Donating blood, World War II week by week

Posted by David Middlecamp on December 2, 2013 

Headlines from the Telegram-Tribune mark the opening of the Tehran conference in December 1943.

TELEGRAM-TRIBUNE

It took a hardy soul to be a blood donor in 1943. County residents took the train to San Francisco where the 44 volunteers donated a pint of blood each. They later went window shopping and participated in a radio broadcast before coming home. They stayed in dormitories at the Hotel Californian. Apparently there was plenty of room there.

Camp San Luis Obispo was slated to stage a public review of the 81st "Wildcat" Infantry Division under the command of Maj. Gen. Paul J. Mueller. The group would later serve in operations in the Palau group of islands with the Marines in the South Pacific and later on Leyte in the Philippines. After the war they would be occupation troops in Japan.

Lt. Gen. William Hood Simpson was returning on a tour through West Coast camps. He had been commander of Camp San Luis Obispo during the first four months of 1942; he would later lead the 9th Army in Europe.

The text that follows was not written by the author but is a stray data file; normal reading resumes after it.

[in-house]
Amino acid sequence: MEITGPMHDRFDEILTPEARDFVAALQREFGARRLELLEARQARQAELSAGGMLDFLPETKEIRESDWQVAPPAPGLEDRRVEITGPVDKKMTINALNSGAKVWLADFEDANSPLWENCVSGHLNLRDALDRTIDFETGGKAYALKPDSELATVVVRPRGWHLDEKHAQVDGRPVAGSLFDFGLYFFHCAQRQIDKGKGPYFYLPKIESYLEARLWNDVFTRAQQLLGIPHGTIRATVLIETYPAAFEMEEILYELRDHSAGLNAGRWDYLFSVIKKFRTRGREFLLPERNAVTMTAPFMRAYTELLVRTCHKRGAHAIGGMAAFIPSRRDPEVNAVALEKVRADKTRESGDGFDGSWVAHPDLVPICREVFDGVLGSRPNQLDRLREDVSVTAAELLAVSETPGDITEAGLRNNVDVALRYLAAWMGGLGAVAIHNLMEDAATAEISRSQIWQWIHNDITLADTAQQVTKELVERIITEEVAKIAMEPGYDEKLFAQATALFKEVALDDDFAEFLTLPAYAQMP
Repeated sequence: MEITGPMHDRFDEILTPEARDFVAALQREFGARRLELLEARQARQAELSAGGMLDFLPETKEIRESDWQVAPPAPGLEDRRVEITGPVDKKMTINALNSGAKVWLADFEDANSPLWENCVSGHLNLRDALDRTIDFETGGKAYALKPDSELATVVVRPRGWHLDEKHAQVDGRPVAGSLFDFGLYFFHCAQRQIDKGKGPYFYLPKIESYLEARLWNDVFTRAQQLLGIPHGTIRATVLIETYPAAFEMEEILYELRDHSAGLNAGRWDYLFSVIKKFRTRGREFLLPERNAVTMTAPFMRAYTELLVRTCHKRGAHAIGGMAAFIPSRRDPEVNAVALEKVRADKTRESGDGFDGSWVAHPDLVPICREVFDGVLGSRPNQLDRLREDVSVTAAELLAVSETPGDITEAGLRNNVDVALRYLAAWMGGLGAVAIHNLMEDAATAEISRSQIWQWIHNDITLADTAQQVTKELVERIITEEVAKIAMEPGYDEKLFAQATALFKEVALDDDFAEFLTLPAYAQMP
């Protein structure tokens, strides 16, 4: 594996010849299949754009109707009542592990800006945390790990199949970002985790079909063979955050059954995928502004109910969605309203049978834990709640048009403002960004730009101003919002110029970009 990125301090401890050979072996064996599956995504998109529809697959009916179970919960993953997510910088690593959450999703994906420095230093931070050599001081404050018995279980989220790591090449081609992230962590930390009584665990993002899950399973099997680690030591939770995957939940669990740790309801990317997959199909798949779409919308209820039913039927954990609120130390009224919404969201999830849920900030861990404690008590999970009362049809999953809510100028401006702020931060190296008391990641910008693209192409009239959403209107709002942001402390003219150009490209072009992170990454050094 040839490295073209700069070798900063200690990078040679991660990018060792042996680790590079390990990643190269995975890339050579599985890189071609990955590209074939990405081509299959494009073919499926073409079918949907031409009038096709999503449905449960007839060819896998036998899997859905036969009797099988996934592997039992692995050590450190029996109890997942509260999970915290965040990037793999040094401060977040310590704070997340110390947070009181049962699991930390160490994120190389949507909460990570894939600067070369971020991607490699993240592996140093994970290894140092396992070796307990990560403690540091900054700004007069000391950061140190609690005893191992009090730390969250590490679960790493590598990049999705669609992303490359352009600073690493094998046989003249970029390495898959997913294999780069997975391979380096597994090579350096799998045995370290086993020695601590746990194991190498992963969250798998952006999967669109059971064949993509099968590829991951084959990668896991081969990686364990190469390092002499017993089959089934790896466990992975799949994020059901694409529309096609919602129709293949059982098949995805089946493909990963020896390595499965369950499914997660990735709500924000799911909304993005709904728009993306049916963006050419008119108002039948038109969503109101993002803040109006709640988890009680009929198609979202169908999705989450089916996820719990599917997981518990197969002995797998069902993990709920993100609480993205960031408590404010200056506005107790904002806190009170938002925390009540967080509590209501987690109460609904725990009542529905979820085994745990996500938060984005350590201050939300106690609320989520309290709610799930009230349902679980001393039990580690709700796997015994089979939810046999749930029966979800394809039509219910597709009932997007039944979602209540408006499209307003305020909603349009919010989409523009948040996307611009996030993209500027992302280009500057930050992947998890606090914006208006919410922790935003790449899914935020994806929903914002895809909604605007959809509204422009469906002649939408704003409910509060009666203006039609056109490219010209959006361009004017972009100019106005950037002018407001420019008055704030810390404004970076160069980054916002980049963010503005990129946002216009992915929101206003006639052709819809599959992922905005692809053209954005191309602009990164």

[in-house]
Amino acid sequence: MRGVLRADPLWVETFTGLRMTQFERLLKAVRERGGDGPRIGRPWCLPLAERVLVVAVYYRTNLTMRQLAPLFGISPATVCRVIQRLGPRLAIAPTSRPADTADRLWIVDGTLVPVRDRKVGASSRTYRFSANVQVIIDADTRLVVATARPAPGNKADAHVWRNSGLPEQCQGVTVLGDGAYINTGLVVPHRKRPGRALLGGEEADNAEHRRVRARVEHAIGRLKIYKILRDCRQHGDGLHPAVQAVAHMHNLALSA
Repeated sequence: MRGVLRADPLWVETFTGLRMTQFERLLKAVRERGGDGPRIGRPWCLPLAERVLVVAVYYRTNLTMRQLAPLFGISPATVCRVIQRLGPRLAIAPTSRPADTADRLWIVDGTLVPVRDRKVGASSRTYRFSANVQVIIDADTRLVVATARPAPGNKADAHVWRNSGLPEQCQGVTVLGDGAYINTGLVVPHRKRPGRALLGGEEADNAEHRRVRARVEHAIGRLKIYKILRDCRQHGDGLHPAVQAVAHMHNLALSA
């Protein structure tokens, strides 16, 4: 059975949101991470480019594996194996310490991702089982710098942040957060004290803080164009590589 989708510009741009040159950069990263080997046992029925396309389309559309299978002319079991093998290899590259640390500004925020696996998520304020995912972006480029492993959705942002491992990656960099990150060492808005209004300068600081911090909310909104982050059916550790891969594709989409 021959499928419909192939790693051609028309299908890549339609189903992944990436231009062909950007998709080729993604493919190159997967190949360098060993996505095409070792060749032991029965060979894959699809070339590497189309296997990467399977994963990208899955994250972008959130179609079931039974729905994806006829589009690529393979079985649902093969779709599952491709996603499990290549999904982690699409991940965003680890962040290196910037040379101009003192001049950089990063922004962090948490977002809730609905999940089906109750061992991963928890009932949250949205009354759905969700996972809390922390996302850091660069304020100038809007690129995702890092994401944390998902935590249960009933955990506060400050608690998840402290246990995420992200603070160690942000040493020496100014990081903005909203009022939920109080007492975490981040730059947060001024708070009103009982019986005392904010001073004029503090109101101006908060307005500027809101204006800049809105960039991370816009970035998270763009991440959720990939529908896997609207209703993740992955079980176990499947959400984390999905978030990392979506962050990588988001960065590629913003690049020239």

The Big Three — President Franklin D. Roosevelt, British Prime Minister Winston Churchill and Soviet Premier Josef Stalin — opened a conference in Tehran, Iran.

Nazi leadership clung to the fantasy that the capitalist West would be unable to maintain an alliance with the communist East.

Roosevelt would get an agreement from Stalin that Russia would declare war against Japan after defeating Germany. In return Stalin demanded ownership of the Kurile Islands and South Sakhalin Island. The details were not finalized.

At this point the atomic bomb was a theoretical weapon under top-secret development by the British and Americans. Roosevelt wanted help should invasion of the home islands become reality.

Stalin pushed the West to invade Northern Europe. The Soviet Army was advancing but at a terrible cost against the Germans.

Stalin wanted the borders of Poland and Germany moved west as a barrier to invasion. The tentative concessions gained here would be confirmed in later conferences and made a reality by Soviet troops in place over Eastern Europe.

Roosevelt pitched the idea of an international organization that would have peacekeeping powers. Roosevelt hoped that he had gained Stalin's confidence and promised opening a second front by spring of 1944 in France.

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